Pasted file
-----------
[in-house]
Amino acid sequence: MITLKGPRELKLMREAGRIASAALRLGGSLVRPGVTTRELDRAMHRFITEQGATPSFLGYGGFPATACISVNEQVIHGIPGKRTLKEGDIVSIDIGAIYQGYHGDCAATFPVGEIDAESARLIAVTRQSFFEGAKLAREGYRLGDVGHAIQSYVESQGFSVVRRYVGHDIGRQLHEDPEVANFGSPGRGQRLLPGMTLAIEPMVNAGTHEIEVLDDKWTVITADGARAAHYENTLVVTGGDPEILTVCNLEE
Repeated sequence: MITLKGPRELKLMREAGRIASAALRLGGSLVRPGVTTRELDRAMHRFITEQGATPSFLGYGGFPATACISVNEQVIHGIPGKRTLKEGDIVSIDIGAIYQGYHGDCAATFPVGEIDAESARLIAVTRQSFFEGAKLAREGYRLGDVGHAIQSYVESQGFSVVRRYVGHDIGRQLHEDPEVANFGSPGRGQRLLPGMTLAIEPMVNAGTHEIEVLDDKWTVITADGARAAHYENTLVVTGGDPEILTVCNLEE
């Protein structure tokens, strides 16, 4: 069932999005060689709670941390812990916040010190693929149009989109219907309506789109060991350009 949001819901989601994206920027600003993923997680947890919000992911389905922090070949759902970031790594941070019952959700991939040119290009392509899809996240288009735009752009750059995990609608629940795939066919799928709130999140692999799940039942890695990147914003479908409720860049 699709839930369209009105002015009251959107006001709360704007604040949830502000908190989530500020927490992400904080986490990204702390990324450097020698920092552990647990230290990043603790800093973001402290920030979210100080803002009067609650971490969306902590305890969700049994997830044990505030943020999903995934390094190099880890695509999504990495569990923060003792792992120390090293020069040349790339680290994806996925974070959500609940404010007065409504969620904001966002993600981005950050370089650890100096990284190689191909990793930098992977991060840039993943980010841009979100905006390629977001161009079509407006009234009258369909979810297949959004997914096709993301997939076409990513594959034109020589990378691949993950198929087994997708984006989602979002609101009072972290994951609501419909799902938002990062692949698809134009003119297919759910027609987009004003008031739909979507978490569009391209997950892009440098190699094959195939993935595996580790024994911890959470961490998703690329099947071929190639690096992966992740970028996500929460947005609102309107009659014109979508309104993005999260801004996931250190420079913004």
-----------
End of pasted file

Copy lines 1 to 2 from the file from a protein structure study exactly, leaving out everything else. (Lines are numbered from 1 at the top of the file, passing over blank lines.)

[in-house]
Amino acid sequence: MITLKGPRELKLMREAGRIASAALRLGGSLVRPGVTTRELDRAMHRFITEQGATPSFLGYGGFPATACISVNEQVIHGIPGKRTLKEGDIVSIDIGAIYQGYHGDCAATFPVGEIDAESARLIAVTRQSFFEGAKLAREGYRLGDVGHAIQSYVESQGFSVVRRYVGHDIGRQLHEDPEVANFGSPGRGQRLLPGMTLAIEPMVNAGTHEIEVLDDKWTVITADGARAAHYENTLVVTGGDPEILTVCNLEE